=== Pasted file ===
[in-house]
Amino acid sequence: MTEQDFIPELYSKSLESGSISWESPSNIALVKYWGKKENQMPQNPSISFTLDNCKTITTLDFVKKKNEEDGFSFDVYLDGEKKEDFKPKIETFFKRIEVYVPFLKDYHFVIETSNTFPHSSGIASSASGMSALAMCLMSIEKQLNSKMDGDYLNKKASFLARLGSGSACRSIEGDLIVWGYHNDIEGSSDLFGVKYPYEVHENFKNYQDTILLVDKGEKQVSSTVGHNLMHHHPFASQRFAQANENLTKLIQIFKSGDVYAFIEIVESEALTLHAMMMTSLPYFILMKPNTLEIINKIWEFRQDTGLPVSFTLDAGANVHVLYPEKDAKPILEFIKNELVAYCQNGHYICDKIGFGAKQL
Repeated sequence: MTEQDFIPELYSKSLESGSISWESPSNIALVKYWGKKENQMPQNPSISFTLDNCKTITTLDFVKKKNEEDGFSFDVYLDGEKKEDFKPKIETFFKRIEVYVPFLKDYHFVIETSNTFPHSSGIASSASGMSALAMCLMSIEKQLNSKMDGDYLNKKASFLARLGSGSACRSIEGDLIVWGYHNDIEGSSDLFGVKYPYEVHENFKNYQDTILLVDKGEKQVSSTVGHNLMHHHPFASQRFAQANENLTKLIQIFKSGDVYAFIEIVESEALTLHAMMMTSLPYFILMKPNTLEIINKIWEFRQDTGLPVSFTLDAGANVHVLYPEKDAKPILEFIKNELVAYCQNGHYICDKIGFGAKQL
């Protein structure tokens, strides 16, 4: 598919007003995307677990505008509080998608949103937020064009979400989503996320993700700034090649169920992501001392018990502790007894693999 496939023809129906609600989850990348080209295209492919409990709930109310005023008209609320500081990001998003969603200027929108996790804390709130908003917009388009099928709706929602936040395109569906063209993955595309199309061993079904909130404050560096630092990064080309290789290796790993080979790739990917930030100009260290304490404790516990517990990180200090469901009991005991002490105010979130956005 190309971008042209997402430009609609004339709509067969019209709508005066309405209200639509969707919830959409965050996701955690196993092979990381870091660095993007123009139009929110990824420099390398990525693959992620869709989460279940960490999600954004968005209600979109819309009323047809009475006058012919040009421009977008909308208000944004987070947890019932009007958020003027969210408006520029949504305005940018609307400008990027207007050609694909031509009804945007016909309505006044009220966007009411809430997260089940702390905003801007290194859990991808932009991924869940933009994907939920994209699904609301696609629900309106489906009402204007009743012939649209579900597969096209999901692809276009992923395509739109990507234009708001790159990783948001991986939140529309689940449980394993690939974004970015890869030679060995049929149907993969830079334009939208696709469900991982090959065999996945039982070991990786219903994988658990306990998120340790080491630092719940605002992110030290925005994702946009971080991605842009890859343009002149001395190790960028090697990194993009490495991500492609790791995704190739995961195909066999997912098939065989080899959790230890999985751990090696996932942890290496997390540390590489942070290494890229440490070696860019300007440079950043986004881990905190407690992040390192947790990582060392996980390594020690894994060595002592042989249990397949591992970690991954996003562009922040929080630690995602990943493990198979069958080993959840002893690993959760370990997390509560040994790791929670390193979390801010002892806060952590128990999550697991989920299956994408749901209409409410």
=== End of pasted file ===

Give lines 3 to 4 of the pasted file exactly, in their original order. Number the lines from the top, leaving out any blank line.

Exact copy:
Repeated sequence: MTEQDFIPELYSKSLESGSISWESPSNIALVKYWGKKENQMPQNPSISFTLDNCKTITTLDFVKKKNEEDGFSFDVYLDGEKKEDFKPKIETFFKRIEVYVPFLKDYHFVIETSNTFPHSSGIASSASGMSALAMCLMSIEKQLNSKMDGDYLNKKASFLARLGSGSACRSIEGDLIVWGYHNDIEGSSDLFGVKYPYEVHENFKNYQDTILLVDKGEKQVSSTVGHNLMHHHPFASQRFAQANENLTKLIQIFKSGDVYAFIEIVESEALTLHAMMMTSLPYFILMKPNTLEIINKIWEFRQDTGLPVSFTLDAGANVHVLYPEKDAKPILEFIKNELVAYCQNGHYICDKIGFGAKQL
């Protein structure tokens, strides 16, 4: 598919007003995307677990505008509080998608949103937020064009979400989503996320993700700034090649169920992501001392018990502790007894693999 496939023809129906609600989850990348080209295209492919409990709930109310005023008209609320500081990001998003969603200027929108996790804390709130908003917009388009099928709706929602936040395109569906063209993955595309199309061993079904909130404050560096630092990064080309290789290796790993080979790739990917930030100009260290304490404790516990517990990180200090469901009991005991002490105010979130956005 190309971008042209997402430009609609004339709509067969019209709508005066309405209200639509969707919830959409965050996701955690196993092979990381870091660095993007123009139009929110990824420099390398990525693959992620869709989460279940960490999600954004968005209600979109819309009323047809009475006058012919040009421009977008909308208000944004987070947890019932009007958020003027969210408006520029949504305005940018609307400008990027207007050609694909031509009804945007016909309505006044009220966007009411809430997260089940702390905003801007290194859990991808932009991924869940933009994907939920994209699904609301696609629900309106489906009402204007009743012939649209579900597969096209999901692809276009992923395509739109990507234009708001790159990783948001991986939140529309689940449980394993690939974004970015890869030679060995049929149907993969830079334009939208696709469900991982090959065999996945039982070991990786219903994988658990306990998120340790080491630092719940605002992110030290925005994702946009971080991605842009890859343009002149001395190790960028090697990194993009490495991500492609790791995704190739995961195909066999997912098939065989080899959790230890999985751990090696996932942890290496997390540390590489942070290494890229440490070696860019300007440079950043986004881990905190407690992040390192947790990582060392996980390594020690894994060595002592042989249990397949591992970690991954996003562009922040929080630690995602990943493990198979069958080993959840002893690993959760370990997390509560040994790791929670390193979390801010002892806060952590128990999550697991989920299956994408749901209409409410």